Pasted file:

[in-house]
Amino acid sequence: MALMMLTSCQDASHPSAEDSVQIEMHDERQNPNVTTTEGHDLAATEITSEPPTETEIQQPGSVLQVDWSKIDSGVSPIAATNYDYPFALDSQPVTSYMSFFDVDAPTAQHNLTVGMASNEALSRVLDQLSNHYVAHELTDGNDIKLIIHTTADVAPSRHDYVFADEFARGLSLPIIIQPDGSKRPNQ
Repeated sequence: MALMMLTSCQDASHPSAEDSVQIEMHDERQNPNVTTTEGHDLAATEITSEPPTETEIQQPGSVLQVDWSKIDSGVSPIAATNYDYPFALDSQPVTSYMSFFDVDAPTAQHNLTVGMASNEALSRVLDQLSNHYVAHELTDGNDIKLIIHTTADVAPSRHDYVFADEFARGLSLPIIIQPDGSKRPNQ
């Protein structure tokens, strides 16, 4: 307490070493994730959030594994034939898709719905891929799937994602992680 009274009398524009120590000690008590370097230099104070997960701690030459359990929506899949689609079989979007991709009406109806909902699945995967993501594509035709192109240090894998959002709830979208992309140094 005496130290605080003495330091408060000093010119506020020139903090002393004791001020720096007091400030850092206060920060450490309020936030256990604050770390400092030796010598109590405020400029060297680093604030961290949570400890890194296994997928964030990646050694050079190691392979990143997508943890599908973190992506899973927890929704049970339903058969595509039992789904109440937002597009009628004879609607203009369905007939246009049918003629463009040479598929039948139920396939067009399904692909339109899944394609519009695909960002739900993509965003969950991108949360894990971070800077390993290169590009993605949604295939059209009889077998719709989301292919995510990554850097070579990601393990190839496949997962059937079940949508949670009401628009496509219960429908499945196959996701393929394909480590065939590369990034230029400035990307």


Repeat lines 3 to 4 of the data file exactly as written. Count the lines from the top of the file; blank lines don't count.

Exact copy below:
Repeated sequence: MALMMLTSCQDASHPSAEDSVQIEMHDERQNPNVTTTEGHDLAATEITSEPPTETEIQQPGSVLQVDWSKIDSGVSPIAATNYDYPFALDSQPVTSYMSFFDVDAPTAQHNLTVGMASNEALSRVLDQLSNHYVAHELTDGNDIKLIIHTTADVAPSRHDYVFADEFARGLSLPIIIQPDGSKRPNQ
């Protein structure tokens, strides 16, 4: 307490070493994730959030594994034939898709719905891929799937994602992680 009274009398524009120590000690008590370097230099104070997960701690030459359990929506899949689609079989979007991709009406109806909902699945995967993501594509035709192109240090894998959002709830979208992309140094 005496130290605080003495330091408060000093010119506020020139903090002393004791001020720096007091400030850092206060920060450490309020936030256990604050770390400092030796010598109590405020400029060297680093604030961290949570400890890194296994997928964030990646050694050079190691392979990143997508943890599908973190992506899973927890929704049970339903058969595509039992789904109440937002597009009628004879609607203009369905007939246009049918003629463009040479598929039948139920396939067009399904692909339109899944394609519009695909960002739900993509965003969950991108949360894990971070800077390993290169590009993605949604295939059209009889077998719709989301292919995510990554850097070579990601393990190839496949997962059937079940949508949670009401628009496509219960429908499945196959996701393929394909480590065939590369990034230029400035990307």